ROOSEVELT, AZ (3TV/CBS 5) -- The Woodbury Fire growth has increased to 123,875 acres as of Sunday night. It is now 80% contained.

The Tonto National Monument remains closed. Closures are expected to remain through the 4th of July holiday.

Officials with the Incident Management Team say fire crews and helicopters will continue to attack any hot spots. The dry conditions are a challenge to the fire fight.

Tortilla Flat businesses are still open. State Route 88, the Apache Trail, is closed from Tortilla Flat to State Highway 188 at Theodore Roosevelt Dam.

Apache Lake, Apache Campgrounds, picnic sites and trail heads will remain closed until SR 88 is reopened. This closure is expected to be a long term closure beyond the 4th of July holiday.

The closure will remain until the Forest Service and Arizona Department of Transportation evaluate and address all safety concerns along SR 88.

[SLIDESHOW: Woodbury Fire forces evacuation in Roosevelt-area]

The June 20 evacuation affected about 250 homes east of metro Phoenix.

Authorities said about 200 people were evacuated. They have since been allowed to return to their homes.

[WATCH: Woodbury Fire eclipses 100K acres burned]

[WATCH: Evacuees waiting to go back home while Woodbury Fire burns]

Before leaving their homes, people were encouraged to close all of their windows and doors. Officials also say to close all blinds or curtains. 

"I hope I never have to go through this again," said Marlene Rutledge, who is staying at the shelter. "Ash was falling all over the vehicle."

[WATCH: Strong winds, rough terrain still issues in fighting Woodbury Fire]

The homes effected are within a 12-mile radius of Roosevelt Lake, a popular recreation area.

A county spokesman says the wildfire is within seven miles of the homes.

"The only thing that can do that is the good lord up there, it's in his hands, nothing else I can do," Rutledge said.  

[WATCH: Woodbury Fire moving northeast thanks to windy conditions]

More than 1,100 people were assigned to battle the fire and protect homes, businesses and copper mines in the region.

Livestock are being sheltered at the Gila County Fairgrounds. For those who are unable to evacuate their livestock, they are being asked to paint phone numbers on animals before turning them lose. That will allow for future identification. 

[MORE: Emergency response team deployed by Arizona Humane Society for Woodbury Fire]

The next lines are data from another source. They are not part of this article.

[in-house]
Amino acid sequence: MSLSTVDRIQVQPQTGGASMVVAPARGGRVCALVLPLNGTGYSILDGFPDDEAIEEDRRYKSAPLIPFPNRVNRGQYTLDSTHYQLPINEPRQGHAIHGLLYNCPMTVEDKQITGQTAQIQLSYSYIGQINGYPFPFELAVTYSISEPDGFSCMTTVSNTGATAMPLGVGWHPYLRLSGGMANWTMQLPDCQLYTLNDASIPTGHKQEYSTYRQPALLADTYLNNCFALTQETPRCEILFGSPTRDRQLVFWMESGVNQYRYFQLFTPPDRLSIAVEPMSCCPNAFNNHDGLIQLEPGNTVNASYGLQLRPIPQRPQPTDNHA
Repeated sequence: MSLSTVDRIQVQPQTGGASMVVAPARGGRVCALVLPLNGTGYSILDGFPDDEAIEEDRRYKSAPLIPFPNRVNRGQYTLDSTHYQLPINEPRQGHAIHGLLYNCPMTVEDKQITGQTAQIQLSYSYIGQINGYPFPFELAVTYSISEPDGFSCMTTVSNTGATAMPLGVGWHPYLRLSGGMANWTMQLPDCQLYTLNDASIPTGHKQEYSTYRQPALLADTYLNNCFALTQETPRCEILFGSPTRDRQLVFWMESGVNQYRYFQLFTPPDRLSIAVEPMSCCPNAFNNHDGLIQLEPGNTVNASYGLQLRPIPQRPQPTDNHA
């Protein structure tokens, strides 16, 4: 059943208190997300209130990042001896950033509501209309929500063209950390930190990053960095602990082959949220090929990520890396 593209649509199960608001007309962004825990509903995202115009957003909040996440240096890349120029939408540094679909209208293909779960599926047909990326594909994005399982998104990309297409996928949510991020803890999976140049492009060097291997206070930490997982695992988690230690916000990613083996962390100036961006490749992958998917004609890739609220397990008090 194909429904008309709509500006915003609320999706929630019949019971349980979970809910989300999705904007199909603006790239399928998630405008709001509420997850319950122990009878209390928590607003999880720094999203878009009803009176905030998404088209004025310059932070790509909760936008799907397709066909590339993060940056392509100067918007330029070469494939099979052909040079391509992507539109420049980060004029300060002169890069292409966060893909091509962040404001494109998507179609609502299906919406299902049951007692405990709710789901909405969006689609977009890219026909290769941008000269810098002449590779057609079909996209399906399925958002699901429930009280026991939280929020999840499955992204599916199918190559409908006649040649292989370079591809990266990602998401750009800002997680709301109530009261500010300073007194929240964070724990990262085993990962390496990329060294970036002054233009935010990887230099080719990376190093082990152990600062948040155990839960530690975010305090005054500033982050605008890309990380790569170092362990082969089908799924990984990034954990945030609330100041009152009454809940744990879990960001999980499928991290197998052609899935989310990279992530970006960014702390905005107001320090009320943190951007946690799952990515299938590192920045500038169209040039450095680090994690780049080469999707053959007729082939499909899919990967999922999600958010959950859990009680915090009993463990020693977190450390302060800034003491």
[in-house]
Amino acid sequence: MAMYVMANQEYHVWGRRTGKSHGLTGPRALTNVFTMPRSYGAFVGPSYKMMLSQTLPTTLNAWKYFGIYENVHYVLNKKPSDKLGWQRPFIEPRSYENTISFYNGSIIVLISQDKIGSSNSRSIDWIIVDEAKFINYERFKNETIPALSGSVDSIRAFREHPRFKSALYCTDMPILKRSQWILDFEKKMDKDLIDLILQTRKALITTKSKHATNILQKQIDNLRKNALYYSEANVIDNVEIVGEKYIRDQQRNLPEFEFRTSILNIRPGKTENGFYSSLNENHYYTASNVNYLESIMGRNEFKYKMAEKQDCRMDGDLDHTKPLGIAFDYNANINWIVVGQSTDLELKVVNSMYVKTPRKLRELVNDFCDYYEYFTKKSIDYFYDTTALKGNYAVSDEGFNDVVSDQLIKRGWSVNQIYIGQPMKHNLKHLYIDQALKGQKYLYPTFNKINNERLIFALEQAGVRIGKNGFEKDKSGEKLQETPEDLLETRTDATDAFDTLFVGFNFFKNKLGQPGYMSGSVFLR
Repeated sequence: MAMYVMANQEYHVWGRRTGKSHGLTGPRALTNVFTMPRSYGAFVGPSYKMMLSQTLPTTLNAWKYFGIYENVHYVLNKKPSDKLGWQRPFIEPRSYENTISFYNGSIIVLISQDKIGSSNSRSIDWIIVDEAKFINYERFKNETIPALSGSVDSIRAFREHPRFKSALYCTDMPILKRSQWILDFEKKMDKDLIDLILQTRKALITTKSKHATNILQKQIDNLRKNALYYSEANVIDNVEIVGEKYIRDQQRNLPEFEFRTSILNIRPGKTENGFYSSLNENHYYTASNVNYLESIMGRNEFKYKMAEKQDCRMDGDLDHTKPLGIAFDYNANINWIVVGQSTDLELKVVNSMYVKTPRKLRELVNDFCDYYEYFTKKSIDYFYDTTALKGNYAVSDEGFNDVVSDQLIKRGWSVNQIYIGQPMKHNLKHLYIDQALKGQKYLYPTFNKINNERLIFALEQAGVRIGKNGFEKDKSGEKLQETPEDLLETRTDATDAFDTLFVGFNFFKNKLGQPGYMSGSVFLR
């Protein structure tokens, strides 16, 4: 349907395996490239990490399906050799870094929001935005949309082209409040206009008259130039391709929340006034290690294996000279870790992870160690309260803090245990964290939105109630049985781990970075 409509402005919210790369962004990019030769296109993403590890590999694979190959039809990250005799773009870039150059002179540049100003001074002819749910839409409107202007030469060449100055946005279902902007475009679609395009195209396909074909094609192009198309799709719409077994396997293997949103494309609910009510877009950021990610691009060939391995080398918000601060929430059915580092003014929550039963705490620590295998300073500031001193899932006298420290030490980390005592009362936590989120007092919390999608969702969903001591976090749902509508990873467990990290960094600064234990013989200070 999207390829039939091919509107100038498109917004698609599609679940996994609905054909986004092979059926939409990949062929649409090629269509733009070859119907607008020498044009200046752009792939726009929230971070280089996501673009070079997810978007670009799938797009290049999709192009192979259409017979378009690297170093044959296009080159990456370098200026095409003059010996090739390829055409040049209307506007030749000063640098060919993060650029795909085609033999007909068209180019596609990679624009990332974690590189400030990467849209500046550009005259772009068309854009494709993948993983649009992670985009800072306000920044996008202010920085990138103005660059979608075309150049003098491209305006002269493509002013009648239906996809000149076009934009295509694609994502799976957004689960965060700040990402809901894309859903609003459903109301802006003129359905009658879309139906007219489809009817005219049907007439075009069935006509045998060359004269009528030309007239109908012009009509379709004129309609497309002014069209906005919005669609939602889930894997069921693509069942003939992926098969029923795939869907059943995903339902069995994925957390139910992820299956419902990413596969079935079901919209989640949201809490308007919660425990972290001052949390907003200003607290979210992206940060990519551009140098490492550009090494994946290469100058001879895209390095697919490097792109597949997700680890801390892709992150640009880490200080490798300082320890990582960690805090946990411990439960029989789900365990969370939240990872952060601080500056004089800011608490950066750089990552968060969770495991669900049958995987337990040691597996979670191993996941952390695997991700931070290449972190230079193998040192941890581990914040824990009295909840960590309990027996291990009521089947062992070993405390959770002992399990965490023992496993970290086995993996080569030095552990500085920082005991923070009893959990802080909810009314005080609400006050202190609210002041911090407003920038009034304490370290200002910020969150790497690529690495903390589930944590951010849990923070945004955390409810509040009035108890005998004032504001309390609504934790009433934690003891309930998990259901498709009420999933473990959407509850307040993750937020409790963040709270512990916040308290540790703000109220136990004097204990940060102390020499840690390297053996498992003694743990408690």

The founder of the Reevis Mountain School also had to evacuate. 

"To have Forest Service say, 'OK, today's the day we gotta go,' and I was too busy working to really prepare myself for leaving," said the founder, Peter Bigfoot. 

[RELATED: ADEQ monitors air quality closely as Woodbury Fire continues to burn]

Bigfoot says he's lived in the area for 39 years. Reevis Mountain School teaches people how to survive in the wilderness.

"We're hoping that the ranch house will still be there when we get back, so we put a lot of our things there because that seemed like the most likely place to be there when we get back but the little out buildings that we have, we're not so sure," Bigfoot said. 

Fire officials say there is a sprinkler system and water pumps in place to protect the school. They are also protecting structures at Top-of-the-World.  

A community meeting was held Friday at 6 p.m. at Miami High School Auditorium in Miami.

Smoke from the massive blaze was blowing to the northeast and prompted health warnings as far away as Gallup, New Mexico, nearly 300 miles (483 kilometers) away. The National Weather Service office in Albuquerque said to expect widespread reductions in visibility across large portions of western and central New Mexico because of the Arizona blaze. The state health department warned people in Cibola County, Albuquerque, Santa Fe, Los Alamos, Las Vegas and nearby communities to keep their windows closed.

[WATCH: Woodbury Fire grows to over 65,903 acres, is 42% contained]

Fire officials warned residents traveling along U.S. Route 60 between Superior and Miami, Arizona, to be wary of increased fire truck traffic in the area.

A campground was closed east of a dam at Roosevelt Lake, along with some roads and Tonto National Monument, home to two 700-year-old cliff dwellings. Sadler said firefighters wrapped original wood components of the dwellings with a fire-resistant material.

The fire has been burning through heavy brush and some Pinyon pine. Sadler said it was moving into areas that transition to grassland, which could help firefighters.

[WATCH: 'Critical weather' will challenge firefighters again Friday]

The fire is burning in what’s typically the driest time of the year before the onset of heavy rain during the monsoon season. The amount of precipitation over the winter and spring otherwise has been above-normal in most areas.

Tonto National Forest was the first agency in Arizona to implement fire restrictions earlier this month that limit campfires and smoking to developed areas. Others are following suit.

[VIDEO: Evacuations ordered in Woodbury Fire]

The U.S. Bureau of Land Management’s Colorado River District in western Arizona will be under the first stage of fire restrictions starting Friday.

Arizona Department of Forestry and Fire Management restrictions also start Friday and cover land in Gila, La Paz, Maricopa and Yuma counties, and Mohave County south of the Colorado River.

The Woodbury Fire Incident Management Team said the fire is poised to move east out of the Superstition Wilderness and low humidity, high temperatures and increased winds are expected over the next few days. Those conditions could make containment especially difficult.


• Roosevelt Lake Marina

• Canyon Lake

• SR 88 is closed from milepost 213 at Tortilla Flat to SR 188 at Roosevelt.

[RELATED: Hundreds attend meeting for update on the Woodbury Fire]

[APP USERS: Click here for map]


Copyright 2019 KPHO/KTVK (KPHO Broadcasting Corporation). All rights reserved.


Recommended for you